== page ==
Orthopaedic implant

Hock and Hip Dislocation

Luna is a six-year old tortoiseshell cat who has belonged to Karen since being rescued as a kitten. She has been a patient at YourVets Smethwick since June 2018.

On 27th March Karen came home to any owner’s nightmare. She found Luna hidden in the back of her wardrobe, covered in blood and unable to stand. Luna was rushed straight into YourVets Smethwick for emergency treatment. On arrival, she was immediately triaged, and the vets suspected she had been hit by a car due to the nature of her injuries. She had some minor wounds to her head and all four feet, she was in shock, and it was obvious her right back leg was seriously injured.

Karen left Luna with the dedicated emergency team for overnight stabilisation of shock, and once the vet felt Luna was stable enough for further investigations she was sedated. X-rays showed that her right hip was completely dislocated, and her right hock (ankle bone) was fractured and dislocated too. Luna was kept hospitalised and on powerful pain relief until she was well enough to undergo surgery to repair her badly damaged leg.

Two days later, Luna was well enough for surgery, and was transferred to the care of the YourVets Surgical Referral Service at Smethwick. She underwent a ‘toggle’ procedure to replace her hip into its socket. The hip is a ‘ball and socket’ joint. During a ‘toggle’, a hole is drilled through the top of the thigh bone, exiting through the ‘ball’ of the joint, and another through the ‘socket’ in the pelvis. A suture is then passed through the hole and secured with a small metal clip, and used to reduce the joint back to its normal conformation then tied tight to hold it in place.

Hip joint x-rays and diagrams

Left: Damaged hip joint. Centre: Repaired hip joint. Right: Toggle procedure for hip diagram.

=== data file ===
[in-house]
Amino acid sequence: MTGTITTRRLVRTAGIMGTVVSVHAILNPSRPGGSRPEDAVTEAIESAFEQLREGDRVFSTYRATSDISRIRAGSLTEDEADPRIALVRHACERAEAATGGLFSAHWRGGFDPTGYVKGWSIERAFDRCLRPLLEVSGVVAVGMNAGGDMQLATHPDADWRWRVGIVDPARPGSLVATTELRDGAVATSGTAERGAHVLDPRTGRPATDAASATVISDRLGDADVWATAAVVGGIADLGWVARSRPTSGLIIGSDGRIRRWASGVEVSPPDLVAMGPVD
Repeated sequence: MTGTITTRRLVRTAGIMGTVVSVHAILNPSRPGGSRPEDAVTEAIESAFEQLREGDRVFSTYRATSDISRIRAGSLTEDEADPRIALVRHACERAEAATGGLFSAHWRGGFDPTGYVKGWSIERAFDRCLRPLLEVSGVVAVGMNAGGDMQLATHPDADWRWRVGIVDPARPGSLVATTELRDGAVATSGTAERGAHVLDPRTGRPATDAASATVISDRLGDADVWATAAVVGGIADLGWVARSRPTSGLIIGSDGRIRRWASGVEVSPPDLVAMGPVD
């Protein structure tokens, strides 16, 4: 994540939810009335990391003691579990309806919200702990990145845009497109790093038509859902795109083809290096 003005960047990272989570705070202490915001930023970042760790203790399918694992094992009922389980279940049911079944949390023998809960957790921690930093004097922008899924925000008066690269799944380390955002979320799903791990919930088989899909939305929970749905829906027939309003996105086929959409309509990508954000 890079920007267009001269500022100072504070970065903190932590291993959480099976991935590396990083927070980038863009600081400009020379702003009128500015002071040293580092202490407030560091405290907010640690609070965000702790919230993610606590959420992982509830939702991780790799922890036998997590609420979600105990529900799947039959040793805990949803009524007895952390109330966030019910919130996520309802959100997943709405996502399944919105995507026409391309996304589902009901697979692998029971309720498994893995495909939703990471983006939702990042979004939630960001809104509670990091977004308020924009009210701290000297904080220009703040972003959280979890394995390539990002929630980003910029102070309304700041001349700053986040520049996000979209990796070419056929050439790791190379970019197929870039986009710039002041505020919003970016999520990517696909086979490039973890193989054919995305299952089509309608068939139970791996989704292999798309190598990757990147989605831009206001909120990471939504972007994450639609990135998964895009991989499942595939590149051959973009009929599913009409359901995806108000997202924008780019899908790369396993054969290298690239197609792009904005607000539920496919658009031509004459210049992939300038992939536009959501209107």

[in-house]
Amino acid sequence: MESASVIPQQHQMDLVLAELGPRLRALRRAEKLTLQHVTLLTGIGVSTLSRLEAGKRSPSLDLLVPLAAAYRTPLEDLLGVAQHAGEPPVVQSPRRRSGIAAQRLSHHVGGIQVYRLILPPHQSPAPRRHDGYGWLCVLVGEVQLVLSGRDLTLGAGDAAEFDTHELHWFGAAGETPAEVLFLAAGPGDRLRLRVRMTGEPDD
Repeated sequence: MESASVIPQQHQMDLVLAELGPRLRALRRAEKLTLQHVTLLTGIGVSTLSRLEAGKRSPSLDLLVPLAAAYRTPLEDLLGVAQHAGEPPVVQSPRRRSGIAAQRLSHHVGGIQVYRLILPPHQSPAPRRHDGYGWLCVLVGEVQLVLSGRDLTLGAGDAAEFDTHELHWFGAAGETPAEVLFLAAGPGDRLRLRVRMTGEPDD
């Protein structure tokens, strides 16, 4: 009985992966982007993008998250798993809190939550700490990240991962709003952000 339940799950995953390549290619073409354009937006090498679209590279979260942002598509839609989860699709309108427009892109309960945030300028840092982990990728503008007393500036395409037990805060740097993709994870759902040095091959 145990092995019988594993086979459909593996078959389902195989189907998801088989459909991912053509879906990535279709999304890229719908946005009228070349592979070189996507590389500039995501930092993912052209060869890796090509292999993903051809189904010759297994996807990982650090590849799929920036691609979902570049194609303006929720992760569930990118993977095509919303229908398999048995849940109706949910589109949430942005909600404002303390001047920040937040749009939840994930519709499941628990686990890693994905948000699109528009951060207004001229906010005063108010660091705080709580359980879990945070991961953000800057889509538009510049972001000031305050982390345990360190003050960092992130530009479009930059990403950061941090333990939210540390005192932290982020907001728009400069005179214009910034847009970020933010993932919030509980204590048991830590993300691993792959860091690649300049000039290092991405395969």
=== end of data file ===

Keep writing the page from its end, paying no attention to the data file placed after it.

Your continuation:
The hock joint was much more complicated to repair. The hock joint is actually three movable joints, involving a total of total of thirteen bones! Poor Luna had suffered rupture of the collateral ligaments which usually stabilise the hock joint, and so reassembling all the bones into the right places was like completing a very intricate jigsaw.


Damaged hock x-rays

Damaged hock x-rays

Once the joint was reassembled, small screws were placed into where the ligaments that used to support the hock would have attached to the bone. These were then used as anchors to place sutures to stabilise the hock as the ligaments would have done. Once Kathryn, the surgeon, was happy with the placement of the sutures, she needed to prevent the joints of the hock from moving at all for at least four weeks to allow Luna’s body to reinforce the repair by laying down scar tissue over the implants. To achieve this, she placed a transarticular external skeletal fixator, in which metal pins are passed through the bones above and below the joint and secured to a metal frame beside the leg to hold them still.

Hock collateral ligament reconstruction

Hock collateral ligament reconstruction – inner and outer view

X-rays taken after surgery confirmed the implants were correctly positioned to give Luna a good chance of being able to use her leg again.

In total, Luna was in theatre for around four-and-a-half hours.

Repaired hock

Repaired hock

Luna was sent home to be confined to a small area and allowed only restricted exercise on one level, with no furniture to jump or climb onto. In fact, Karen ended up turning thte pantry into Luna’s den during her recovery!

Luna came in to see Kathryn every week, and was comfortable and putting weight through her operated leg by three days after surgery. In fact, she felt so good that the main challenge was keeping her entertained during her period of confinement, and stopping her from becoming too depressed.

After her external skeletal fixator is removed at four weeks, Luna will have a further two to four weeks of confinement to check she is coping on her reconstructed joints before she can be allowed back out to visit her normal neighbourhood haunts.


Download the case study as a PDF here. 

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